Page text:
Artful paranoia

Delving into society via pseudo-evidence

One of three compilations of pseudo-evidence make up the installation Superstition.
One of three compilations of pseudo-evidence make up the installation Superstition.
The installations serve as a nod to society’s infatuation with criminal activity.
The installations serve as a nod to society’s infatuation with criminal activity.

The installations in the Knot Knock: Decoy Signs and Occult Operatives exhibit are simple yet the space they occupy is anything but empty. It’s charged with an enigmatic atmosphere.

“Hawk 33” and “Superstition” are the exhibit’s two featured installations. They were given to the school in 2011, through the Agnes Etherington Art Centre (AEAC), by artistic duo Kim Kozzi and Queen’s alumnus Dai Skuse, also known as Fastwürms.

In neat columns and rows, “Hawk 33” is comprised of white banners made of tarp and card panel.

With a wink to their Wiccan traditions, Fastwürms transformed black and blue enamel paint into a kettle of tattooed hawks that seem to have lured many into an hour or two of inescapable fixation and impulsive decoding work.

Furthermore, on the bottom right corner of each of the banners are mysterious hourglasses, the top and bottom of which are in various states of empty and filled. This further confuses the installation, forcing the viewer to attempt to decipher its meaning.

Part of the installation is a bioethics survey about the moral implications of altering the “pigmentation patterns” of birds. Displayed is the Nike logo in return for the company giving “millions of dollars of revenue” for the conservation of bird habitats. The fictional survey offers a light-hearted variation, a step away from superstitions towards science fiction.

Deeper into the Centre is “Superstition.” The installation is made up of three bodies of photographic pseudo-evidence, “Agents, Safe Houses and Lookouts and Getaway Cars,” against a body called The Organization.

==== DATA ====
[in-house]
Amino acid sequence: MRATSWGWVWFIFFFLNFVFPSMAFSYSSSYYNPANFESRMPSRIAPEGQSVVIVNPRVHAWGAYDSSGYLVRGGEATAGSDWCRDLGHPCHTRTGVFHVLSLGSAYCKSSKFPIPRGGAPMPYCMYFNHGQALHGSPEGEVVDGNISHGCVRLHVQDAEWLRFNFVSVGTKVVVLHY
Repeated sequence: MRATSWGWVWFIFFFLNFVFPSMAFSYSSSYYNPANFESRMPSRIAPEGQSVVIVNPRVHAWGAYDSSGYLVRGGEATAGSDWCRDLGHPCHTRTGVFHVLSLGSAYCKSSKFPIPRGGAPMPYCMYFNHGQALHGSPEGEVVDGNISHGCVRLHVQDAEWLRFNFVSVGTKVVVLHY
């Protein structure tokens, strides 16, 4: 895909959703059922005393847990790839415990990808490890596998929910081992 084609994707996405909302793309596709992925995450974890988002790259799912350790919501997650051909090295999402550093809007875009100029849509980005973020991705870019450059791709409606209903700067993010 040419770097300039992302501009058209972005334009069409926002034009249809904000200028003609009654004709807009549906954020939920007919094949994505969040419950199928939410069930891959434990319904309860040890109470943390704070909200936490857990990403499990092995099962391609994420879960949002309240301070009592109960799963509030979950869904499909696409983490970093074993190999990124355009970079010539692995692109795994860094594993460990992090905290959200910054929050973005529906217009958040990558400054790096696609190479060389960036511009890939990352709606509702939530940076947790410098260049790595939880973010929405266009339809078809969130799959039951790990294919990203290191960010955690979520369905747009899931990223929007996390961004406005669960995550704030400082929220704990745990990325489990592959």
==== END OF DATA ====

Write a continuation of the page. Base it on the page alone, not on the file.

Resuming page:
The photographs are described by the AEAC as “meticulously clustered and cryptically inscribed.” Whether they are evidence in favour of or against “The Organization” remains to be seen.

The myriad photographs are done in the style of enlarged polaroids, the frames seemingly created with a Sharpie marker and the colours not unlike the ones seen with Instagram filters. The cryptic information that complements the photos were apparently typed on a typewriter.

Walking through the “Superstition” installation feels like defying time and quietly stalking into 1950s United States with the collar on your trench coat popped, your fedora tipped down and your dark shades on. At the far end of the rectangular gallery are the artists’ signatures: a video compilation of cats, the film The Mummy and a lion tamer played to the music of AC/DC.

The photographs are not necessarily a feast for the eyes but the unexpected pictures and the part-brilliant, part-nonsensical informational blurbs have the power to inspire thought.

Displayed is a sheet stating the “Goals of THE ORGANIZATION”, with one of the goals being, “A justice system” and another “A division of power between the temple of Isis and the house of Bast.” A cheeky and intelligent nod to society’s obsession with criminal behaviour, this installation definitely brought a half-smile to my face while asking me to question the overall meaning behind said obsession.

Knot Knock: Decoy Signs and Occult Operatives is styled as an exposé. However, it does not simplify or clarify. It counterintuitively further mystifies and encourages the observer to put together the puzzles.

The exhibit runs at the AEAC until Jan. 12, 2014.

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